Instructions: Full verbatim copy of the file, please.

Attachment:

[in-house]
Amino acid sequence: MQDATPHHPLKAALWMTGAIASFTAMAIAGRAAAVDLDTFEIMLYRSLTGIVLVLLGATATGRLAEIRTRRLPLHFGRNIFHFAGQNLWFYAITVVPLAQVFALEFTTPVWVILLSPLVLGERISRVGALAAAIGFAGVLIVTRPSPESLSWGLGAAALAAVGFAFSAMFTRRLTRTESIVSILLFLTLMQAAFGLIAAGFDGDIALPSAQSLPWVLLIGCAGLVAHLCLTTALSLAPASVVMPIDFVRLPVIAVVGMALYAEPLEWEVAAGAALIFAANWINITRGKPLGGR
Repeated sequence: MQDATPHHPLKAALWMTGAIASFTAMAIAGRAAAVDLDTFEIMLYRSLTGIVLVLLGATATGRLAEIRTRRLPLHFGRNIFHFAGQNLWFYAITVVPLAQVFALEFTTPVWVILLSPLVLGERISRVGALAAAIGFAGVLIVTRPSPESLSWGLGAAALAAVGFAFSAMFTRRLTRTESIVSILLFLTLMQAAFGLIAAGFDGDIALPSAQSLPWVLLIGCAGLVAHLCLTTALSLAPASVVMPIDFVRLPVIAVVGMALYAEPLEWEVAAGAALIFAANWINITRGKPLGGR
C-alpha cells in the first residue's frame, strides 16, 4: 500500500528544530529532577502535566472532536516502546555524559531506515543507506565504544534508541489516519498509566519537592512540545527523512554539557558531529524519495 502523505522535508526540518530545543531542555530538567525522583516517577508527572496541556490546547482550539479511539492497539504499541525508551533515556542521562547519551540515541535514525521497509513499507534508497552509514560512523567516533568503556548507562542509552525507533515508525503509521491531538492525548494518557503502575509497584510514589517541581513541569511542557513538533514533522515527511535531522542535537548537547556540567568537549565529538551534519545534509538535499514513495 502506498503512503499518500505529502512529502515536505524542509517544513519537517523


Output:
[in-house]
Amino acid sequence: MQDATPHHPLKAALWMTGAIASFTAMAIAGRAAAVDLDTFEIMLYRSLTGIVLVLLGATATGRLAEIRTRRLPLHFGRNIFHFAGQNLWFYAITVVPLAQVFALEFTTPVWVILLSPLVLGERISRVGALAAAIGFAGVLIVTRPSPESLSWGLGAAALAAVGFAFSAMFTRRLTRTESIVSILLFLTLMQAAFGLIAAGFDGDIALPSAQSLPWVLLIGCAGLVAHLCLTTALSLAPASVVMPIDFVRLPVIAVVGMALYAEPLEWEVAAGAALIFAANWINITRGKPLGGR
Repeated sequence: MQDATPHHPLKAALWMTGAIASFTAMAIAGRAAAVDLDTFEIMLYRSLTGIVLVLLGATATGRLAEIRTRRLPLHFGRNIFHFAGQNLWFYAITVVPLAQVFALEFTTPVWVILLSPLVLGERISRVGALAAAIGFAGVLIVTRPSPESLSWGLGAAALAAVGFAFSAMFTRRLTRTESIVSILLFLTLMQAAFGLIAAGFDGDIALPSAQSLPWVLLIGCAGLVAHLCLTTALSLAPASVVMPIDFVRLPVIAVVGMALYAEPLEWEVAAGAALIFAANWINITRGKPLGGR
C-alpha cells in the first residue's frame, strides 16, 4: 500500500528544530529532577502535566472532536516502546555524559531506515543507506565504544534508541489516519498509566519537592512540545527523512554539557558531529524519495 502523505522535508526540518530545543531542555530538567525522583516517577508527572496541556490546547482550539479511539492497539504499541525508551533515556542521562547519551540515541535514525521497509513499507534508497552509514560512523567516533568503556548507562542509552525507533515508525503509521491531538492525548494518557503502575509497584510514589517541581513541569511542557513538533514533522515527511535531522542535537548537547556540567568537549565529538551534519545534509538535499514513495 502506498503512503499518500505529502512529502515536505524542509517544513519537517523